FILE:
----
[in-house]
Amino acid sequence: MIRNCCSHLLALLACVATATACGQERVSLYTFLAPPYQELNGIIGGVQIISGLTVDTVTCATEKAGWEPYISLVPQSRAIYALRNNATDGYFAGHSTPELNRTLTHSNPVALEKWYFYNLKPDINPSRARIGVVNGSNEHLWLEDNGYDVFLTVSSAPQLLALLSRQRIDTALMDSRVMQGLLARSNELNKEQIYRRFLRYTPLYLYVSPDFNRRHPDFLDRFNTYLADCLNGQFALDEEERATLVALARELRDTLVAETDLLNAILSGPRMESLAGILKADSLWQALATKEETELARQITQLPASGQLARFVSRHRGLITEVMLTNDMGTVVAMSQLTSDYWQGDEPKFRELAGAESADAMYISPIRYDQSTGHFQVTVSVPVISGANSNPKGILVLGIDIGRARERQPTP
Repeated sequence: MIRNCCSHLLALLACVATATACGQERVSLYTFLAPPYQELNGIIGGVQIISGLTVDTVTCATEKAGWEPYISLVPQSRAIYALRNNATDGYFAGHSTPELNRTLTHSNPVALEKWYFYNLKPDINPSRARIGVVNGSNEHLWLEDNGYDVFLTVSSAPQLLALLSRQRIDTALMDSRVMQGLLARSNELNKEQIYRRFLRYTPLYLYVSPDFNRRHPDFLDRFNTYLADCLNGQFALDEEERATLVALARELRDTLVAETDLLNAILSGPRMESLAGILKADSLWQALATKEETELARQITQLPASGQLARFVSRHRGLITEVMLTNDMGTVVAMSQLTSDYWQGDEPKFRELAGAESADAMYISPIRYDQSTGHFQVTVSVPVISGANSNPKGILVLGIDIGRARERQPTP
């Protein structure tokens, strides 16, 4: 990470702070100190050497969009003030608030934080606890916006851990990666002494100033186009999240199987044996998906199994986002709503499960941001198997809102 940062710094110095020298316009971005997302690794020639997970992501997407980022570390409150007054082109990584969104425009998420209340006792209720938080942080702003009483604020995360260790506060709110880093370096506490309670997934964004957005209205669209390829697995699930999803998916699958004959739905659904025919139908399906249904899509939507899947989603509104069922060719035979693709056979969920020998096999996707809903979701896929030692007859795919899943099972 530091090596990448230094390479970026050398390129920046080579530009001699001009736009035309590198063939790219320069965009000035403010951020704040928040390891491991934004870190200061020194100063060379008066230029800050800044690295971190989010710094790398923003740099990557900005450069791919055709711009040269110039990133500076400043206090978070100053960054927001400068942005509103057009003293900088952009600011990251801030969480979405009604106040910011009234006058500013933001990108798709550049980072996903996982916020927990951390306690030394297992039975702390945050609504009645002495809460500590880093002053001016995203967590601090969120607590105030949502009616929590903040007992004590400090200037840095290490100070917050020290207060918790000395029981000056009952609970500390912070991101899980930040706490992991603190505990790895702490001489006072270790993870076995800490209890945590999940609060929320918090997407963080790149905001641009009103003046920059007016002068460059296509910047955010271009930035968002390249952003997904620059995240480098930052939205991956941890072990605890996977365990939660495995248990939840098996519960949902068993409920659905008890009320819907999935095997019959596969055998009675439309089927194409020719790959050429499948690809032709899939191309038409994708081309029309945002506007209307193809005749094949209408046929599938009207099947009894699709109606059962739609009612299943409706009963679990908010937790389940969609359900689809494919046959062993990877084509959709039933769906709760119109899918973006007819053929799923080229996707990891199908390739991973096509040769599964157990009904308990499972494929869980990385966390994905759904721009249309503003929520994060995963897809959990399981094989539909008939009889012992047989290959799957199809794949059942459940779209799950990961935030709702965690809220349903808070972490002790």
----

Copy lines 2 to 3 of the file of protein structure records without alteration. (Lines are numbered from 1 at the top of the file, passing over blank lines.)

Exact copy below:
Amino acid sequence: MIRNCCSHLLALLACVATATACGQERVSLYTFLAPPYQELNGIIGGVQIISGLTVDTVTCATEKAGWEPYISLVPQSRAIYALRNNATDGYFAGHSTPELNRTLTHSNPVALEKWYFYNLKPDINPSRARIGVVNGSNEHLWLEDNGYDVFLTVSSAPQLLALLSRQRIDTALMDSRVMQGLLARSNELNKEQIYRRFLRYTPLYLYVSPDFNRRHPDFLDRFNTYLADCLNGQFALDEEERATLVALARELRDTLVAETDLLNAILSGPRMESLAGILKADSLWQALATKEETELARQITQLPASGQLARFVSRHRGLITEVMLTNDMGTVVAMSQLTSDYWQGDEPKFRELAGAESADAMYISPIRYDQSTGHFQVTVSVPVISGANSNPKGILVLGIDIGRARERQPTP
Repeated sequence: MIRNCCSHLLALLACVATATACGQERVSLYTFLAPPYQELNGIIGGVQIISGLTVDTVTCATEKAGWEPYISLVPQSRAIYALRNNATDGYFAGHSTPELNRTLTHSNPVALEKWYFYNLKPDINPSRARIGVVNGSNEHLWLEDNGYDVFLTVSSAPQLLALLSRQRIDTALMDSRVMQGLLARSNELNKEQIYRRFLRYTPLYLYVSPDFNRRHPDFLDRFNTYLADCLNGQFALDEEERATLVALARELRDTLVAETDLLNAILSGPRMESLAGILKADSLWQALATKEETELARQITQLPASGQLARFVSRHRGLITEVMLTNDMGTVVAMSQLTSDYWQGDEPKFRELAGAESADAMYISPIRYDQSTGHFQVTVSVPVISGANSNPKGILVLGIDIGRARERQPTP